National hooliganism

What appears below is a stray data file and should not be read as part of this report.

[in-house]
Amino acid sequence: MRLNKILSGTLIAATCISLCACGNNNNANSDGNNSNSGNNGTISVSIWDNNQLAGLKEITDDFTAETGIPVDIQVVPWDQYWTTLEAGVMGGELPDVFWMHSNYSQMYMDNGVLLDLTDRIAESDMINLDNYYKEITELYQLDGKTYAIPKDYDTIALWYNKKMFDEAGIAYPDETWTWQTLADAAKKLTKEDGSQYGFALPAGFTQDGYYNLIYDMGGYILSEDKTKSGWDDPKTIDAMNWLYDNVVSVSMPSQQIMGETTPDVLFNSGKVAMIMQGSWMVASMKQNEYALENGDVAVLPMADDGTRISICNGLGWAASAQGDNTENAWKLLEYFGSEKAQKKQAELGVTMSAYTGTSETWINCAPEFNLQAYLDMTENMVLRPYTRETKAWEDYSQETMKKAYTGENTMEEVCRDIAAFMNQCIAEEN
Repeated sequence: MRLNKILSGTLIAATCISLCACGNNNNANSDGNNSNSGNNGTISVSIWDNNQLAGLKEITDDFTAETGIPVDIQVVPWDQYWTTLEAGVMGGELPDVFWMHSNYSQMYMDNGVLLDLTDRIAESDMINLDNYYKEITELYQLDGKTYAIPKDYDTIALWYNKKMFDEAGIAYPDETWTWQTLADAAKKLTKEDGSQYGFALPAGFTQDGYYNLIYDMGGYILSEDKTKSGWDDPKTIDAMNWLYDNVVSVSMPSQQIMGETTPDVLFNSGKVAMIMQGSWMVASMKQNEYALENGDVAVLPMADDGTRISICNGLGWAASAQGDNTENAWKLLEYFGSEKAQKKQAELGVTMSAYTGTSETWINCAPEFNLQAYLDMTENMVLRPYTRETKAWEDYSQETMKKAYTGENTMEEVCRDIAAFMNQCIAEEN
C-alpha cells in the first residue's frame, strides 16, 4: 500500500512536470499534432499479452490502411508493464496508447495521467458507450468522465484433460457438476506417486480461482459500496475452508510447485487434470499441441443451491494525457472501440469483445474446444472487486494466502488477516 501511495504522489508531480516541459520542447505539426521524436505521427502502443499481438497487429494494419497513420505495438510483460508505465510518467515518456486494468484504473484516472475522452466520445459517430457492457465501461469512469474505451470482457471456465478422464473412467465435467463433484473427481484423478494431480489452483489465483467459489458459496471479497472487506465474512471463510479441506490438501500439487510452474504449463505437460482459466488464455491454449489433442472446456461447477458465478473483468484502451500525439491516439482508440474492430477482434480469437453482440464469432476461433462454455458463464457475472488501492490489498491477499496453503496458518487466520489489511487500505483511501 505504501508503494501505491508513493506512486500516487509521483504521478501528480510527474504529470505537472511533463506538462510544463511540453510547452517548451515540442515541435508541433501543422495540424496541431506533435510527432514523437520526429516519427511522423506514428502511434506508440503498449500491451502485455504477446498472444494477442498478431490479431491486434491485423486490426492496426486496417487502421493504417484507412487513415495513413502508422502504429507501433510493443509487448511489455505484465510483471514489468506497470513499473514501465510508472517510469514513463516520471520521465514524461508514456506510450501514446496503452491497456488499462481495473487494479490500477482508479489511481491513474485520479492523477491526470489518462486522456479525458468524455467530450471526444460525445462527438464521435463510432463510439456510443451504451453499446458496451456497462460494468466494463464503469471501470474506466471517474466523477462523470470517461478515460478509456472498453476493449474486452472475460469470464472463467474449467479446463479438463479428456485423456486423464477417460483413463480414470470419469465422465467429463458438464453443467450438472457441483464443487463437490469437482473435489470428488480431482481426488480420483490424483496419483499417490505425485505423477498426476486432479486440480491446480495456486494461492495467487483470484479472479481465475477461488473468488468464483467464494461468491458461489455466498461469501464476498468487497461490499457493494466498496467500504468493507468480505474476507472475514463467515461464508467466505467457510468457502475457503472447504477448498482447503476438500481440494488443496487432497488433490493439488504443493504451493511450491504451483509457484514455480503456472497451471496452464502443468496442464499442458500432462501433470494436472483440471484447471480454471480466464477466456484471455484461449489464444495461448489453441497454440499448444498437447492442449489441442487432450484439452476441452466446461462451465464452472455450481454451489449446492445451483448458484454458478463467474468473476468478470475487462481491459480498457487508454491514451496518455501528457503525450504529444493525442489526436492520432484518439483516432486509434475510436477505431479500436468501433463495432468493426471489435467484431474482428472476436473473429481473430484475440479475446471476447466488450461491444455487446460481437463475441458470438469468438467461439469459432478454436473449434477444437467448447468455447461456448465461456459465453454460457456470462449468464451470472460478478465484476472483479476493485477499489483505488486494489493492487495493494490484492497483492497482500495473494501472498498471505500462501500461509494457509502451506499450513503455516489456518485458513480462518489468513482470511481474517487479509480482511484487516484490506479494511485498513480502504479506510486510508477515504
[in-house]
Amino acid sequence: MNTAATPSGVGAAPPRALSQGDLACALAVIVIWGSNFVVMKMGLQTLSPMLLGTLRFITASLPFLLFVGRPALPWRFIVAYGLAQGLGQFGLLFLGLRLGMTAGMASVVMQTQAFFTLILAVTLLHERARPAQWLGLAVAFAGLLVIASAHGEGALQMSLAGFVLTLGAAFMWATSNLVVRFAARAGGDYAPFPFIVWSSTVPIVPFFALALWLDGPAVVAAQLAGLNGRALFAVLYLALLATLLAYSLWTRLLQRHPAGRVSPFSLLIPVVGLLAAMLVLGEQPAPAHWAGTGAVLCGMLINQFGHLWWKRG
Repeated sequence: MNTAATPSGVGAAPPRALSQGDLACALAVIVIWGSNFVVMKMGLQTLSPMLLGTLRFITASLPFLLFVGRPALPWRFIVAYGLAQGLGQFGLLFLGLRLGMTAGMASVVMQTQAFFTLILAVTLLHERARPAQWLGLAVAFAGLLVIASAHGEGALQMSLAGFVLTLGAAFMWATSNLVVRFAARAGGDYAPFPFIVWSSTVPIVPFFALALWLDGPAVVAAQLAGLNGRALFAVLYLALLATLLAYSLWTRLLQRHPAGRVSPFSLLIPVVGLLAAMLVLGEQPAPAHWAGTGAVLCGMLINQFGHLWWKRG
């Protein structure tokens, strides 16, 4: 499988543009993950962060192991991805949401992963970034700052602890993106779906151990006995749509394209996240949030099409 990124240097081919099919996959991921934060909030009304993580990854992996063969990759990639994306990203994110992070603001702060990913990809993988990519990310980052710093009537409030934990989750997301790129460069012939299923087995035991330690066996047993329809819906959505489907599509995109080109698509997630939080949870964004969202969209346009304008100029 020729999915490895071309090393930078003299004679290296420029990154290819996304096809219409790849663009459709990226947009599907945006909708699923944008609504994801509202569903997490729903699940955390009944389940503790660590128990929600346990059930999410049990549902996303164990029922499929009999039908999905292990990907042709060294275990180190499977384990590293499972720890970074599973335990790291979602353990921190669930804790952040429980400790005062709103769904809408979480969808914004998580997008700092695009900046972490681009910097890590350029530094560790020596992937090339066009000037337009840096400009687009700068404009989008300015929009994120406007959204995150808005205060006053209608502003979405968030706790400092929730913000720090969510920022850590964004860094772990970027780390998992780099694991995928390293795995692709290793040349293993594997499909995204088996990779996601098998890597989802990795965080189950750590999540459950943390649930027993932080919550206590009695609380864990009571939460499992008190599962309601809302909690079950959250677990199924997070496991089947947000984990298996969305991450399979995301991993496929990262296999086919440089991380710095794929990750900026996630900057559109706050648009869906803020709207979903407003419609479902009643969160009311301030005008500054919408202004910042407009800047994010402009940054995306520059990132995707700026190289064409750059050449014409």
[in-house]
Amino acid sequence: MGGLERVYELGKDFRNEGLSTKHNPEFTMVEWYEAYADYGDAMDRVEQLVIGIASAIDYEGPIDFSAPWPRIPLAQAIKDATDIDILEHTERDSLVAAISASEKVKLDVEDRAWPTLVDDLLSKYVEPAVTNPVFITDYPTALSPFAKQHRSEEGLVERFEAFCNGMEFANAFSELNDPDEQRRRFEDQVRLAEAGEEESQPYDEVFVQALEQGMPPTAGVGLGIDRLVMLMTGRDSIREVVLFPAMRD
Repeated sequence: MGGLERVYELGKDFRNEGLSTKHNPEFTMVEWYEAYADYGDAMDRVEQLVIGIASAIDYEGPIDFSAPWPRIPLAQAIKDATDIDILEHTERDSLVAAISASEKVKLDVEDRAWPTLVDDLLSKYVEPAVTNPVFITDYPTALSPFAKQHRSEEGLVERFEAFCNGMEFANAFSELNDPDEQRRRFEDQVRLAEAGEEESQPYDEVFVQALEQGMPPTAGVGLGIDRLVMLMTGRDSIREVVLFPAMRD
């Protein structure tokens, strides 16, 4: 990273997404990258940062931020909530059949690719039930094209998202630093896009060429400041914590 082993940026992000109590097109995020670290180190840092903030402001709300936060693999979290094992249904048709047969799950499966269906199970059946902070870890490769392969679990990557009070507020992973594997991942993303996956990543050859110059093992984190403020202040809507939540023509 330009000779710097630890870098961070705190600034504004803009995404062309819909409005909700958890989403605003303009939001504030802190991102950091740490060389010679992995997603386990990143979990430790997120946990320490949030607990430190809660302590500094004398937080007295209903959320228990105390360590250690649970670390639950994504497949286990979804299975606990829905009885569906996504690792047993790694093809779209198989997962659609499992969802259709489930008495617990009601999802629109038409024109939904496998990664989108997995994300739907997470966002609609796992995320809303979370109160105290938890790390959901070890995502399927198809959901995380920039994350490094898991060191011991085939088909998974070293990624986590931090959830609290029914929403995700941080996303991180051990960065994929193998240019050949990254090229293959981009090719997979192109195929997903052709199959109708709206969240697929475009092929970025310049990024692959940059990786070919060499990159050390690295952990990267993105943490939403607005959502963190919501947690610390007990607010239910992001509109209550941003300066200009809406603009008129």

They assumed they could do what Greek football fans had done with their flags, their songs and their rather sexist slogans on the streets of Lisbon, Paris and Prague, when the Greek national soccer team beat the Portuguese, the French and the Czechs: celebrate, don the national colors, shout and forget themselves for one intoxicated night. They assumed that in a country which had just held the Olympic Games and is preparing for the Paralympics, one that prides itself on its sporting culture and hospitality, they weren’t at risk of being savagely beaten by nationalist hooligans, of being knifed and even losing their lives. But the Albanians should have kept it in mind that «the Greeks are born winners,» so they aren’t losers and fatalists like the Portuguese and Czechs. «Greeks are proud,» declared Thessaloniki prefect Panayiotis Psomiadis, a theoretician of bigotry who knows what those who brought him to office want to hear. «Greek dignity was wounded,» diagnosed the prefect, followed by TV commentators who manufacture mass consciousness (all those who hastened to accuse Albanian PM Fatos Nano of being the sole instigator, as if our politicians aren’t masters of speculation and haven’t given «national» content to transient sporting successes). Indeed. And two months ago, when celebrating Greeks shouted racist slogans at Albanians («You’ll never be a Greek, you Albanian…») was their dignity «wounded» then? By whom? Were we playing the Albanians then, or the Portuguese? Attacks on Albanians occurred in several parts of Greece and we do not have that many card-carrying ultra-rightists. Referring to the jeering of foreign athletes during the Olympics, President Costis Stephanopoulos said such activity debases Greece. For Saturday’s attacks and the murder on Zakynthos, «debasement» seems a mild word to use.

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